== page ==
Eric Willstaedt wrote:
>Isnt this the whole basis of The music of the future by wagner, the use
>of leitmotifs and whatnot? he had little use for vocal language as no
>one can hear the words over the orchestral sounds anyway. the interesting
>thing would be if music could still speak to us if we hadnt any preconceived
>notions as to what you hear. for example, you hear minor mode music and
>you dont think of sunny fields and picnics or where you hear something
>that sounds like someone scratching their nails over a chalk board and
>we would have similar associated images come to mind.
To some extent is this not the notion of the doctrine of affections?
but perhaps without providing a great amount of specificity. I am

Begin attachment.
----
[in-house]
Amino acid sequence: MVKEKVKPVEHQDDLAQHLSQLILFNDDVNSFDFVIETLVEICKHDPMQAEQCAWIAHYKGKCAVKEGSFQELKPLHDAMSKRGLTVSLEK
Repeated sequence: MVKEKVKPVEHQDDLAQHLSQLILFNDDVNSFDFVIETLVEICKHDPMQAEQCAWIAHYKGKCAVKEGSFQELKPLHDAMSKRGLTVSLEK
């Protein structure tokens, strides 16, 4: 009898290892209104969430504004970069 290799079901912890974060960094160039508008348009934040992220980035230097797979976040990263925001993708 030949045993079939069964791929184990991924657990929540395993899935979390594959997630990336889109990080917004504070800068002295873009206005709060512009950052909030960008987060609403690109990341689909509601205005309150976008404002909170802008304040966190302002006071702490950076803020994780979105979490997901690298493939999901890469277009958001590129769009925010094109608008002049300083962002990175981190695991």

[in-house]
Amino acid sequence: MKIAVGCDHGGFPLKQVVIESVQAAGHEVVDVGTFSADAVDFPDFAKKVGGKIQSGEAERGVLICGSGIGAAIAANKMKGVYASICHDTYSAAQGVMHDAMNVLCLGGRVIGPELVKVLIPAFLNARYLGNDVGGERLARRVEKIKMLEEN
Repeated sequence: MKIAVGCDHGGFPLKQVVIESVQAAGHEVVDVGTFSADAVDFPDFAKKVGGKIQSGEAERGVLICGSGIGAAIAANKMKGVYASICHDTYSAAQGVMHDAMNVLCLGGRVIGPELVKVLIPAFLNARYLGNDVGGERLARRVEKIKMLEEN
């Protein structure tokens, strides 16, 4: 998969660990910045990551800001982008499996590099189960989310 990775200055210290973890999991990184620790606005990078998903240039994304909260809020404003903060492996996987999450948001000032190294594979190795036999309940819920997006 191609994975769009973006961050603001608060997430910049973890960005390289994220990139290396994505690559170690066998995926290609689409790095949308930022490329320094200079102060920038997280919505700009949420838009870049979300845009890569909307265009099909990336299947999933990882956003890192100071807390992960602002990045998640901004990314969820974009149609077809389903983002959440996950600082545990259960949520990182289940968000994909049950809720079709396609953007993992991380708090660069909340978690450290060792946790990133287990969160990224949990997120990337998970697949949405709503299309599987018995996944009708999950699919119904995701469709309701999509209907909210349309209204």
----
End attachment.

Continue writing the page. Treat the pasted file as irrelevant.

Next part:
reminded of something Copland wrote...to paraphrase..."If you ask me if
there is meaning in a specific piece of music I will reply yes. If you
ask me what it is, I cannot say."
Also, as Copland suggested, the best way to listen to music was on its
own terms, does that mean that music can have meaning apart from any
superimposed narrative or biological reference.
I am reminded when I was asked what is your favorite Beethoven. I
responded by pointing to the late quartets. I was then asked why I liked
these best, to which I responded, "it was as though he was reaching for
the infinite." Ok, I am not a big religious guy or new age, but it really
seemed to me that there is music that really does seem to reach beyond
what we might easily be able to quantify...or is that just my own